Emer Currie is a first time Councillor elected in the Casteknock ward last year. She is the daughter of former Fine Gael TD Austin Currie, and as far as I am aware is mostly known as being part of Frances FitzGerald’s team in Dublin Mid-West.
Leo Varadkar first contested a local council seat in 1999 before being co-opted in 2003. He was elected to the Dail in Dublin West in 2007, moving into a front bench position almost immediately. After re-election in 2011 he became Minister for Transport, Tourism and Sport, then Health, then Social Protection. After the 2016 election he was touted as a favourite to succeed Enda Kenny, and after defeating Simon Coveney, became leader of Fine Gael and Taoiseach in 2017.
Here’s a contrast huh? On the one hand you have the leader of the country, known for blazing a trial for young politicians, the LGBTQ community and those of foreign ancestry (and many other things, which we will get to in a sec). And on the other you have a candidate I literally only heard of when I saw her posters going up.
OK, let’s get Currie out of the way. She’s a political novice, with little in the way of achievements or notoriety. Not for nothing did I mention her father above, since I had little else to flesh the profile out with. She’s just too new, and the boilerplate Fine Gael platform, shrunk down to fit the contours of Dublin West, doesn’t really cut it. In time to come Currie might become a very impressive figure, and it is no bad thing to see more female candidates in Ireland’s ruling party. But she does not have the experience or acumen to be a TD, in my opinion, not yet anyway.
But then again, does Leo Varadkar? To say I have been unimpressed with him as a Taoiseach would be an understatement. Excepting Brexit, where I do think he and Coveney have played a blinder, there is little to recommend him in my eyes. On too many issues, things have gotten worse under his tenure, be it homelessness, healthcare, housing, gangland crime or the environment.
Varadkar seems to me to be a new breed of politician that have never really known anything other than the PR heavy spin-obsessed, social media savvy way of doing things, and when applied to the leader of the land you get disasters like the recent RIC commemoration debacle, where Varadkar looked so remarkably out of touch it was hard to credit, or his reaction to the story of a homeless man being injured by a JCB, which lacked any kind of compassion. A better TD than a Minister, and a better Minister than a Taoiseach, Varadkar’s international appeal, in being openly gay and of partially non-Irish descent, can only get him so far.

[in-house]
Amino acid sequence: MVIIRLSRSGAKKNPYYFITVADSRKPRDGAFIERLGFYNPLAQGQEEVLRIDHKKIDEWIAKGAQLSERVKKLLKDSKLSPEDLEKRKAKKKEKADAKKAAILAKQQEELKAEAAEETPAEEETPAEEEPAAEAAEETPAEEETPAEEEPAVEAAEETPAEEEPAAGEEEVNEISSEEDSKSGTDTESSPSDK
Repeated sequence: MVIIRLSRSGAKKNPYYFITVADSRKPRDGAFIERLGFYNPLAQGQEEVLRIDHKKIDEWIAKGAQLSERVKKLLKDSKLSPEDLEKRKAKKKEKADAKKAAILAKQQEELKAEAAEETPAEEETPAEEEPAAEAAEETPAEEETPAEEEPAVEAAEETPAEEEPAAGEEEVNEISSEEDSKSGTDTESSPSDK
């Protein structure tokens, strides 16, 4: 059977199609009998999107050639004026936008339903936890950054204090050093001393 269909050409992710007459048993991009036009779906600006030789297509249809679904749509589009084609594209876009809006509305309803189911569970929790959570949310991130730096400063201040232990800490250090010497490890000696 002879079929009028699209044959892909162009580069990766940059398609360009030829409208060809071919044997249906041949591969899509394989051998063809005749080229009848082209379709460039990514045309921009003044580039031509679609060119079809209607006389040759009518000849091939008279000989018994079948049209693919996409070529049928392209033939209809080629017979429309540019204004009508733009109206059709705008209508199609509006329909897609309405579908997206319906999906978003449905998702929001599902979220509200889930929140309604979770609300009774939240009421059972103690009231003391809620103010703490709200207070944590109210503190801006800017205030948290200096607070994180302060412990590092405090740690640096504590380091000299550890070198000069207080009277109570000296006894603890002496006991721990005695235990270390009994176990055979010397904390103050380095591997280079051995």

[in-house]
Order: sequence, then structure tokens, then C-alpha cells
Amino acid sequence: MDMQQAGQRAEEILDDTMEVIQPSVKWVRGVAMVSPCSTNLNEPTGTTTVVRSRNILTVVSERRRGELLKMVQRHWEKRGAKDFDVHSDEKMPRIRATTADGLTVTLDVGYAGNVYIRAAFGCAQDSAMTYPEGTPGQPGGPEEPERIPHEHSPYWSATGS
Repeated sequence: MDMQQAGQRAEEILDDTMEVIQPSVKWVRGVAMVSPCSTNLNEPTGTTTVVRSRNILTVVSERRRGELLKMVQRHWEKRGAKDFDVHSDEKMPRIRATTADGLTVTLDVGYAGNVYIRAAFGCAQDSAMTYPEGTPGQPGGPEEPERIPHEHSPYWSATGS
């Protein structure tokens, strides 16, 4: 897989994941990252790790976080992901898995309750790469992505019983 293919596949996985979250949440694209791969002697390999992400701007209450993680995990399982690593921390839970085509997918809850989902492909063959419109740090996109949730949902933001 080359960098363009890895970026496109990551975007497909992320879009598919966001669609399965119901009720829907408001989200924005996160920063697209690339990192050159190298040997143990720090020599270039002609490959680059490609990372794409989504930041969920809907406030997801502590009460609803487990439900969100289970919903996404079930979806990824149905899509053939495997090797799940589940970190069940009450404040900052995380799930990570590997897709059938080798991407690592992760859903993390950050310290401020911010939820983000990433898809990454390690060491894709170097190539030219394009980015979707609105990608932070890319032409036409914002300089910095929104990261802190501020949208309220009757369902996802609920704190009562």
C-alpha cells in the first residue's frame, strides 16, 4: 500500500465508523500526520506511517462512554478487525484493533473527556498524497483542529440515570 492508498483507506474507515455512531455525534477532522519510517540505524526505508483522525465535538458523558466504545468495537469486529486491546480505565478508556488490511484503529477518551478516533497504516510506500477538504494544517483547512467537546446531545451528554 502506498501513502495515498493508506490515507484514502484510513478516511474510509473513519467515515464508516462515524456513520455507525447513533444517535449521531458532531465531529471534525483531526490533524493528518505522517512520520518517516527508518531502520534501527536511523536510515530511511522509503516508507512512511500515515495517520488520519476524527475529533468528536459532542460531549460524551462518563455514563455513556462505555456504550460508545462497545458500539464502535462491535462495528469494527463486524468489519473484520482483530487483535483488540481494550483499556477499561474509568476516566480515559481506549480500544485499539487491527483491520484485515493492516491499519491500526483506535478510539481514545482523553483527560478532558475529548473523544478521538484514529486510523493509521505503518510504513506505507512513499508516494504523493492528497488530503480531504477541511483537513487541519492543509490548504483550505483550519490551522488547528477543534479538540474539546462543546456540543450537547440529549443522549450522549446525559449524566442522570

At the end of the day, he was still a rubbish Transport Minister, a disappointing Health Minister, a disastrous Social Protection Minister and now all too easily fits the mold of a do-nothing Taoiseach just happy he got to election day before he could be classed as the shortest reigning one. It is likely that he will not be Taoiseach when the post-election negotiating is done, and if things are bad enough Simon Coveney may be sizing him up for another round. I don’t really have anything else to say that others have not said, and better.
The question is, do Fine Gael have a legitimate expectation of getting two candidates elected in Dublin West?
I don’t want to immediately presume they can’t. The biggest mistake I made in terms of predictions in 2016 was that Fianna Fail, inexplicably running two candidates in Kildare North, would wind up with nothing, and they ended up winning both. Looking at Dublin West, if Fine Gael could pull off a top level job with vote and area management, it is quite possible that they could get Currie into the Dail. What they want is that Dublin Central 2007 result.
But that presupposes that Leo Varadkar is going to have a surplus big enough for Currie to work with. Given her lack of profile, she probably is not going to have a huge amount of first preferences coming out of the gate, and if the polls, headlines and general feeling is anything to go by, Varadkar will be doing well to top the poll in his own constituency, let alone get someone in behind him. And in terms of area management, they both have their base in Castleknock, si it isn’t like one candidate appealing to one side of Dublin West, and other appealing to the opposite.
I probably am not alone in wondering if Currie’s candidacy is more about presenting her to the constituency at large, with the expectation that she may become a bigger presence in time for the next election. And the much more cynical side of me does wonder if her gender might be the reason she was chosen, so that Fine Gael could make up the quota numbers in a constituency that they are all but guaranteed of landing a seat in anyway. Fine Gael have priors in that when it comes to Dublin West: in 2016 Varadkar was matched with Catherine Noone, from outside the constituency, who was eliminated at the second count after a fairly lacklustre campaign (she’s running in Dublin Bay North in this election).
Anyway, Varadkar is most certainly getting elected, though I will go out on a limb at this stage in the contest and predict he may have to settle for the second seat (Casey’s involvement, paradoxically, may make that scenario less likely). Currie, well, even with a good showing in her first locals, this is a step too early. A solid mid-pack player I would envision, with no real expectation of challenging.
A victory for Fine Gael is one seat returned, the Taoiseach’s, with anything after that a stunning bonus. Defeat would be an early elimination for Currie and an unimpressive showing from the leader of the land, that would not bode well for his status as Fine Gael’s leader.